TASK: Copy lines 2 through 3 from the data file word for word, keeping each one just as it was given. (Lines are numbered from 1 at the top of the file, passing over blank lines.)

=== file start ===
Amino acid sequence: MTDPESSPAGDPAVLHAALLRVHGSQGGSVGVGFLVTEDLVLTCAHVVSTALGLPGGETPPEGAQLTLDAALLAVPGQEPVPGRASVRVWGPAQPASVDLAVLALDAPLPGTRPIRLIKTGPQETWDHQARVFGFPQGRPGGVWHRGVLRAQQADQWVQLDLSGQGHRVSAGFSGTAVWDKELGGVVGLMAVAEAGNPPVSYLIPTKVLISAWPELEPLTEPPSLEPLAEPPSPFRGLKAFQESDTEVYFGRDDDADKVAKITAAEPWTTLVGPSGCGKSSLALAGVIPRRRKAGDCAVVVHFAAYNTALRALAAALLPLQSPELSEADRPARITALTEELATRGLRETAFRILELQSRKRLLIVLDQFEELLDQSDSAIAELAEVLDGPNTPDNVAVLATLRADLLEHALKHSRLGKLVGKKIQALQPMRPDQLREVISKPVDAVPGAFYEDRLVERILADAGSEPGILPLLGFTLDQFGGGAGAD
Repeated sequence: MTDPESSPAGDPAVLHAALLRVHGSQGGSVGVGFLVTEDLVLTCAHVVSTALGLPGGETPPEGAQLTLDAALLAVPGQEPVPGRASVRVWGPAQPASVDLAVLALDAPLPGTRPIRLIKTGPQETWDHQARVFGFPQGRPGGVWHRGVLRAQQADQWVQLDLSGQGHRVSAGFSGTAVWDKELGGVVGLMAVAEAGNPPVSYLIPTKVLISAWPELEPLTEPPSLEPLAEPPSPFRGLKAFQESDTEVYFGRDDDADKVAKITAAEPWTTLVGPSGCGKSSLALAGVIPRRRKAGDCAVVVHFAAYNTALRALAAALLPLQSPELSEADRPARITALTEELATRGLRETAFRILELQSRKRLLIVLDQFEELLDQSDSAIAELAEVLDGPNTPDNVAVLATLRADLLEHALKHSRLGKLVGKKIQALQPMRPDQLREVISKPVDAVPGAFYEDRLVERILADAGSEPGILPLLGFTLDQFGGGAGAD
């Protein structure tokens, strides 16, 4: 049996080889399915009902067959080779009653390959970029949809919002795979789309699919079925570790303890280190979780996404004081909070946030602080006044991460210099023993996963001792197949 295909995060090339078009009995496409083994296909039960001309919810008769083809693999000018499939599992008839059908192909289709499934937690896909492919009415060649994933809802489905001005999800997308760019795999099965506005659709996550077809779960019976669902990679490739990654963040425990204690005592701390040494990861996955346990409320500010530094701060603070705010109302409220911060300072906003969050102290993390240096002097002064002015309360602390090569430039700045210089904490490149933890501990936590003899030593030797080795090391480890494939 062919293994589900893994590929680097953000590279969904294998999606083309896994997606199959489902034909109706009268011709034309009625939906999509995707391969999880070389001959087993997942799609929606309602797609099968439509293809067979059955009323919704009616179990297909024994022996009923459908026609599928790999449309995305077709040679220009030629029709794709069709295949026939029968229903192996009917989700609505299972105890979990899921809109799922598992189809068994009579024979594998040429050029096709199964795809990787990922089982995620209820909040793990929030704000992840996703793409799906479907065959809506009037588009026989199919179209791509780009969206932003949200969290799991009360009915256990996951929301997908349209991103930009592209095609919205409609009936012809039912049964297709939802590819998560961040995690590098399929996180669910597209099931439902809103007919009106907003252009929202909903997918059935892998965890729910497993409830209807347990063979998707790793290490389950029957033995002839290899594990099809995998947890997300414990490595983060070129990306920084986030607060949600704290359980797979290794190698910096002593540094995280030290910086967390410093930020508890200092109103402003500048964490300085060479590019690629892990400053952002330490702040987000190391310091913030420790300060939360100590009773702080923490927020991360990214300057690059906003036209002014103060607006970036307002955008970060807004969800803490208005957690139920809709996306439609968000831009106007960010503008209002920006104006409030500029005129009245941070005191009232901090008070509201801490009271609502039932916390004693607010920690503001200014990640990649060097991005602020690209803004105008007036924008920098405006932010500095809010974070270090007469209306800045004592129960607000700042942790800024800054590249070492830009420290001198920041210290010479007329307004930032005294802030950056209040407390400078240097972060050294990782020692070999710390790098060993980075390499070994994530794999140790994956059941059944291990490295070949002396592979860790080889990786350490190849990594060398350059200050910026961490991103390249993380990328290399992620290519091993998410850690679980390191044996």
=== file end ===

Repeated sequence: MTDPESSPAGDPAVLHAALLRVHGSQGGSVGVGFLVTEDLVLTCAHVVSTALGLPGGETPPEGAQLTLDAALLAVPGQEPVPGRASVRVWGPAQPASVDLAVLALDAPLPGTRPIRLIKTGPQETWDHQARVFGFPQGRPGGVWHRGVLRAQQADQWVQLDLSGQGHRVSAGFSGTAVWDKELGGVVGLMAVAEAGNPPVSYLIPTKVLISAWPELEPLTEPPSLEPLAEPPSPFRGLKAFQESDTEVYFGRDDDADKVAKITAAEPWTTLVGPSGCGKSSLALAGVIPRRRKAGDCAVVVHFAAYNTALRALAAALLPLQSPELSEADRPARITALTEELATRGLRETAFRILELQSRKRLLIVLDQFEELLDQSDSAIAELAEVLDGPNTPDNVAVLATLRADLLEHALKHSRLGKLVGKKIQALQPMRPDQLREVISKPVDAVPGAFYEDRLVERILADAGSEPGILPLLGFTLDQFGGGAGAD
């Protein structure tokens, strides 16, 4: 049996080889399915009902067959080779009653390959970029949809919002795979789309699919079925570790303890280190979780996404004081909070946030602080006044991460210099023993996963001792197949 295909995060090339078009009995496409083994296909039960001309919810008769083809693999000018499939599992008839059908192909289709499934937690896909492919009415060649994933809802489905001005999800997308760019795999099965506005659709996550077809779960019976669902990679490739990654963040425990204690005592701390040494990861996955346990409320500010530094701060603070705010109302409220911060300072906003969050102290993390240096002097002064002015309360602390090569430039700045210089904490490149933890501990936590003899030593030797080795090391480890494939 062919293994589900893994590929680097953000590279969904294998999606083309896994997606199959489902034909109706009268011709034309009625939906999509995707391969999880070389001959087993997942799609929606309602797609099968439509293809067979059955009323919704009616179990297909024994022996009923459908026609599928790999449309995305077709040679220009030629029709794709069709295949026939029968229903192996009917989700609505299972105890979990899921809109799922598992189809068994009579024979594998040429050029096709199964795809990787990922089982995620209820909040793990929030704000992840996703793409799906479907065959809506009037588009026989199919179209791509780009969206932003949200969290799991009360009915256990996951929301997908349209991103930009592209095609919205409609009936012809039912049964297709939802590819998560961040995690590098399929996180669910597209099931439902809103007919009106907003252009929202909903997918059935892998965890729910497993409830209807347990063979998707790793290490389950029957033995002839290899594990099809995998947890997300414990490595983060070129990306920084986030607060949600704290359980797979290794190698910096002593540094995280030290910086967390410093930020508890200092109103402003500048964490300085060479590019690629892990400053952002330490702040987000190391310091913030420790300060939360100590009773702080923490927020991360990214300057690059906003036209002014103060607006970036307002955008970060807004969800803490208005957690139920809709996306439609968000831009106007960010503008209002920006104006409030500029005129009245941070005191009232901090008070509201801490009271609502039932916390004693607010920690503001200014990640990649060097991005602020690209803004105008007036924008920098405006932010500095809010974070270090007469209306800045004592129960607000700042942790800024800054590249070492830009420290001198920041210290010479007329307004930032005294802030950056209040407390400078240097972060050294990782020692070999710390790098060993980075390499070994994530794999140790994956059941059944291990490295070949002396592979860790080889990786350490190849990594060398350059200050910026961490991103390249993380990328290399992620290519091993998410850690679980390191044996």